Welcome to the dog days of summer.
According to the Old Farmers Almanac, the dog days are the 40 days from July 3 to August 11. Historically, the term was coined because of the timing of the rising of the Dog Star Sirius in our northern sky. Sirius is the brightest star in the dog constellation Canis Major—and known for its association with Sirius XM satellite radio and Harry Potter’s godfather. However, since this timing also coincides with what is typically the hottest, most humid weather of the year, this is what most people think of and refer to when they talk about the dog days—for good or ill.
During these dog days, there are unique summer challenges. Longer daylight hours may lead to us burning the candle at both ends: it can lead to an increase in work hours, but sometimes we just don’t get the sleep we need because we want to enjoy the nice weather or cram all the activity we can into each day.
Sometimes, arranging childcare, managing complex summer vacation travel plans, or getting the kids to and from summer camps and clubs can be a daily struggle all summer long. There are also city festivals and events to attend, weddings, family reunions, outdoor activities, and a wide variety of other things. Any of these things—depending on how we approach them—can lead to positive or negative outcomes in other areas of our lives, particularly in the workplace.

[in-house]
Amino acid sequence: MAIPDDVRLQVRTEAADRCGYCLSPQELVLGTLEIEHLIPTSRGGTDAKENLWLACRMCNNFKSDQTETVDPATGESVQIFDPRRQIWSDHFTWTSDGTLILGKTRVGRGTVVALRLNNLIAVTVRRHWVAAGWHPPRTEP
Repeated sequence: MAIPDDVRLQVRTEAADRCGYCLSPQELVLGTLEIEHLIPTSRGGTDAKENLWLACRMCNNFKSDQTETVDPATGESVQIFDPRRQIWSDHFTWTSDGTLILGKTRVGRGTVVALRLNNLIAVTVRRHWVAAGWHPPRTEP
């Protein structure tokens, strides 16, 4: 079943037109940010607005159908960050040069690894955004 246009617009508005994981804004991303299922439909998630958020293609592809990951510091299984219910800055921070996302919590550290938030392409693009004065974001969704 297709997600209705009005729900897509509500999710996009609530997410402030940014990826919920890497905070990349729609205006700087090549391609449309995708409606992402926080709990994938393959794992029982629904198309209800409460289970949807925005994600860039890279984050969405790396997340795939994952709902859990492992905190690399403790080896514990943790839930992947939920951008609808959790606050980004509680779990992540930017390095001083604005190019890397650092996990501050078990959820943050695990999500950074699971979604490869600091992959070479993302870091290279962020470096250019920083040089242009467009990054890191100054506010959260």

The hot and humid weather, along with making our skin a little stickier, can also bring issues that make staying loyal to our job responsibilities that much stickier as well. Lack of sleep, increased work hours, or moods ranging from anticipation and excitement to anxiety over summer plans can cause us to lose focus at work. This can lead to safety risks, drops in productivity, and other detrimental workplace results.
It’s important to prepare as best you can to avoid any potential negative outcomes. Here are a few ways you can help yourself cope with these dog days.
Prioritize your plans: which events must be attended and which are just nice to do.
Communicate early and with all parties who need to be involved: family members, work supervisors, friends, etc., and be realistic about what can be accomplished.
Shift your working hours if possible and necessary, especially if childcare is required. Flexible work arrangements are becoming more and more mainstream to deal specifically with these issues.
Spend time outdoors: enjoy some leisure time in the nice weather when you can. Even if you work outside all day, it’s good to enjoy some relaxing activities outdoors as well—walks in the park, recreational sports, whatever suits your fancy.
Plan some vacation time if you are able. Take time to enjoy your life outside of work and attend any events you need or want to attend.
Remember, summer comes but once a year, but it also comes every year. Make plans to enjoy your summer—even the dog days—in a responsible way that keeps your body, mind, and soul healthy, whether at work, rest, or play.